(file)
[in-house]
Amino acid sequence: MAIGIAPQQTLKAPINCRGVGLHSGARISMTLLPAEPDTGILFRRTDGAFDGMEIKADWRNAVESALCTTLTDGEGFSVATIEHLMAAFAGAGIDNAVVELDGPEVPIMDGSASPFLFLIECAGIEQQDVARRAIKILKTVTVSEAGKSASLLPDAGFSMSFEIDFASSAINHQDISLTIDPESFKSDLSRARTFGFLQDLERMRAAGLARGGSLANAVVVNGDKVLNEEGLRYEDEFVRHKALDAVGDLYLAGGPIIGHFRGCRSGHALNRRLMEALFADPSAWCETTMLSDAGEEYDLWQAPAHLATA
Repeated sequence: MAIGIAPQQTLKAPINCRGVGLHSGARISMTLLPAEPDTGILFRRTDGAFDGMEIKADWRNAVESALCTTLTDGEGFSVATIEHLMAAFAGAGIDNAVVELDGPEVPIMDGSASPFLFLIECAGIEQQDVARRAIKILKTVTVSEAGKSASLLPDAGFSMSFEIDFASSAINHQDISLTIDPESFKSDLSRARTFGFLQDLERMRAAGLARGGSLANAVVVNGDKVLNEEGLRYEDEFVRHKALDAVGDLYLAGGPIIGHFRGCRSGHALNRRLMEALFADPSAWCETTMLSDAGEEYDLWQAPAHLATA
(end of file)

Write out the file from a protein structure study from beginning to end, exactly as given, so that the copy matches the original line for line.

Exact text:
[in-house]
Amino acid sequence: MAIGIAPQQTLKAPINCRGVGLHSGARISMTLLPAEPDTGILFRRTDGAFDGMEIKADWRNAVESALCTTLTDGEGFSVATIEHLMAAFAGAGIDNAVVELDGPEVPIMDGSASPFLFLIECAGIEQQDVARRAIKILKTVTVSEAGKSASLLPDAGFSMSFEIDFASSAINHQDISLTIDPESFKSDLSRARTFGFLQDLERMRAAGLARGGSLANAVVVNGDKVLNEEGLRYEDEFVRHKALDAVGDLYLAGGPIIGHFRGCRSGHALNRRLMEALFADPSAWCETTMLSDAGEEYDLWQAPAHLATA
Repeated sequence: MAIGIAPQQTLKAPINCRGVGLHSGARISMTLLPAEPDTGILFRRTDGAFDGMEIKADWRNAVESALCTTLTDGEGFSVATIEHLMAAFAGAGIDNAVVELDGPEVPIMDGSASPFLFLIECAGIEQQDVARRAIKILKTVTVSEAGKSASLLPDAGFSMSFEIDFASSAINHQDISLTIDPESFKSDLSRARTFGFLQDLERMRAAGLARGGSLANAVVVNGDKVLNEEGLRYEDEFVRHKALDAVGDLYLAGGPIIGHFRGCRSGHALNRRLMEALFADPSAWCETTMLSDAGEEYDLWQAPAHLATA